1. There are significant identifiable technological, economic or social benefits;
  2. Such benefits would not exist without those agreements or activities;
  3. Those benefits significantly outweigh any determined Requisite Anti-Competitive effect; and
  4. The conduct or agreement does not eliminate competition in any important aspect of goods or services.

The procedures for exemptions will be established by the CCC.


Leniency from pecuniary fines relating to Horizontal Agreements may be granted where a Person gives evidence or important information.  The details of the leniency policy will be established by the CCC.

Regulatory Authorities

The Law provides for the establishment of the two regulatory authorities: the CCC and the Directorate.


The CCC will be led by the Minister of Commerce as Chairman with members from relevant ministries and government institutions as well as a former judge, two individuals with legal backgrounds and two individuals with economic backgrounds. 

The responsibilities of the CCC will include:

  • issuing decisions, orders, interim measures and imposing fines;
  • advising the government on laws and regulations relating to competition;
  • establishing policies and plans regarding competition;
  • cooperating with national ministries, institutions, or regulators, foreign states, and international agencies related to competition; and
  • receiving complaints.

The organization and functioning of the CCC is to be determined by Sub-Decree. At the time of writing, this Sub-Decree has not been issued nor have the CCC members been appointed.


The Directorate General in charge of competition is appointed as the implementing body to perform duties and functions in relation to competition issues in accordance with the Law. The Consumer Protection Competition and Fraud Repression Directorate-General of the Ministry of Commerce (“CCF”) will be acting in this role. 


The CCC has the authority to commence investigations on its own initiative or by complaint from any Person with investigations conducted by investigating officers from the CCF. Investigating officers have statutory powers to investigate, search, collect evidence, and question any individuals concerned to provide information, documents, or objects for the assessment of competition activities in the market and conduct searches related to any violation of the Law in accordance with the Code of Criminal Procedure. Further, the CCC may request assistance from other authorities to perform these functions.

Interim Measures, Settlements and Orders

An investigating officer may request the CCC to issue an interim measure during the course of an investigation. The CCC may issue an interim measure where it considers it necessary as a matter of urgency to prevent serious and irreparable damage to the economy or any Person or to protect the public interest in cases of emergency.

An interim measure may include an order to:

  • suspend the effect of, or desist from acting on, any agreement or engaging in any conduct  that is suspected of violating the substantive prohibitions of the Law;  or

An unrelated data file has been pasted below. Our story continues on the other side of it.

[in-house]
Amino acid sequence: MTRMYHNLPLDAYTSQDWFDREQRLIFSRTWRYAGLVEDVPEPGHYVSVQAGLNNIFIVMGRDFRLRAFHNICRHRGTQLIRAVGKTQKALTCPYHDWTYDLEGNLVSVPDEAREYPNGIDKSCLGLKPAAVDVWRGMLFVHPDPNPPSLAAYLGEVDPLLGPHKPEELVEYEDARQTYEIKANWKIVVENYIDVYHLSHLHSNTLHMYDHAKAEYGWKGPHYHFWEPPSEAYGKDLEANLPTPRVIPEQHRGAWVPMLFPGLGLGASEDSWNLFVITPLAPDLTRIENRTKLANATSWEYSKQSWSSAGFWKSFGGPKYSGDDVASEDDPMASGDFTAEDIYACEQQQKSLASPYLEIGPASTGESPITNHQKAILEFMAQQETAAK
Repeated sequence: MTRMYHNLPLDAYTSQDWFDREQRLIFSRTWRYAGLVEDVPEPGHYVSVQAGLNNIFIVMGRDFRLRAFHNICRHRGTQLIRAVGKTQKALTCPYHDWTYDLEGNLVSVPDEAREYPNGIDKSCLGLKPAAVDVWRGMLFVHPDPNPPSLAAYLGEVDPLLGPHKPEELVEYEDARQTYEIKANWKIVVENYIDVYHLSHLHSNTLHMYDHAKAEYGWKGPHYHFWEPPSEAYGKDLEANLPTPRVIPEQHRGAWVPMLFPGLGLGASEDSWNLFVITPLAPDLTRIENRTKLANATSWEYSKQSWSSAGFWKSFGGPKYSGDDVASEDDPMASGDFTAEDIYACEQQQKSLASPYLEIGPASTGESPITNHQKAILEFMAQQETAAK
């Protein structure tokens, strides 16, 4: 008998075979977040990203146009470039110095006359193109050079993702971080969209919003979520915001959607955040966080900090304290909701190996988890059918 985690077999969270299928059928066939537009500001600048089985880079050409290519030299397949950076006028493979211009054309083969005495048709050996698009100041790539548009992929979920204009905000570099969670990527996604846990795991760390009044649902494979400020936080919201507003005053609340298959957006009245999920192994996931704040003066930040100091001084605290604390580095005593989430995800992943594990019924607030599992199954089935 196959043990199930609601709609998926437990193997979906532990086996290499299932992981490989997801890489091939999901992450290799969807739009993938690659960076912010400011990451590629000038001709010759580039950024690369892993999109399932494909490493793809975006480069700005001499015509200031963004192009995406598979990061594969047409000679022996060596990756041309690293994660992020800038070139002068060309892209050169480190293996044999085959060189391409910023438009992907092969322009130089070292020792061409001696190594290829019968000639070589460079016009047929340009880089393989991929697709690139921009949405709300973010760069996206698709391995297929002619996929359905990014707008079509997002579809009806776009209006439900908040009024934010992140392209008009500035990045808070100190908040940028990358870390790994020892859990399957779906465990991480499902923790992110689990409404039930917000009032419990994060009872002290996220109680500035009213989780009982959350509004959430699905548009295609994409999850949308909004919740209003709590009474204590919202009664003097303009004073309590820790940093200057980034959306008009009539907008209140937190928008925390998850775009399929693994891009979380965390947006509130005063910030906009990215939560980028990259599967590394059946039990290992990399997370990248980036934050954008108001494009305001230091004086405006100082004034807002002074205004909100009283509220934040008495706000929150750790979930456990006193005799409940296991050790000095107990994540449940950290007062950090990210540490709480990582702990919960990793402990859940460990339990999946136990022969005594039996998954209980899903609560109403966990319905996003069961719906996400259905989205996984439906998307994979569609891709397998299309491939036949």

• do or refrain from doing any act.

An investigating officer may also request the CCC to decide on negotiated settlements and such decision will be publicly available.

Once an investigation is complete, the CCC may issue a decision which will include details of the violation and reasons of the CCC as well as any fines, penalties and other measures. The decision will be publicly available.

An appeal right with respect to any interim measure or decision is first available as a petition for re-consideration to the CCC. A further appeal is available to a competent court.


The Law provides for the following penalties: written warning, suspension, revocation or withdrawal of business registration certificates, business licenses, or business permits, pecuniary fine, financial penalty and imprisonment. The CCC has the authority to issue written warnings and impose pecuniary fines.

Persons who violate the prohibitions on anti-competitive Vertical Agreements, abuse of dominance or competitive business combinations shall be subject to a written warning and a fine of 3% to 10% of total turnover in the year of the infringement up to 3 years. Repeated violations after these penalties have been imposed may lead to revocation or withdrawal of business registration certificates or permits, or business licenses.

A natural Person violating the prohibition on anti-competitive Horizontal Agreements shall be subject to a term of imprisonment from 1 month to 2 years, and a fine from 5,000,000 to 100,000,000 Riels (approximately 1,220-24,500 USD); whereas a legal Person shall be subject to a fine from 100,000,000 to 2,000,000,000 Riels (approximately 24,500-489,000 USD).

The CCC may also order additional measures including:

  • prohibiting continuation of unlawful actions;
  • requiring sale of shares or assets at market price;
  • requiring licensing of intellectual property rights;
  • compensating for damages or disgorging unlawfully obtained profits; or
  • taking other necessary measures to restore the competition.

If you have any questions with respect to this update or any other issue in relation to Cambodia’s competition regime and its implications for your business, please feel free to contact Chris Robinson, Partner,  (Chris.Robinson@dfdl.com), Vansok Khem, Partner, (Vansok.Khem@dfdl.com) or David Fruitman, Regional Competition Counsel, (david.fruitman@dfdl.com).


The information provided here is for information purposes only and is not intended to constitute legal advice. Legal advice should be obtained from qualified legal counsel for all specific situations.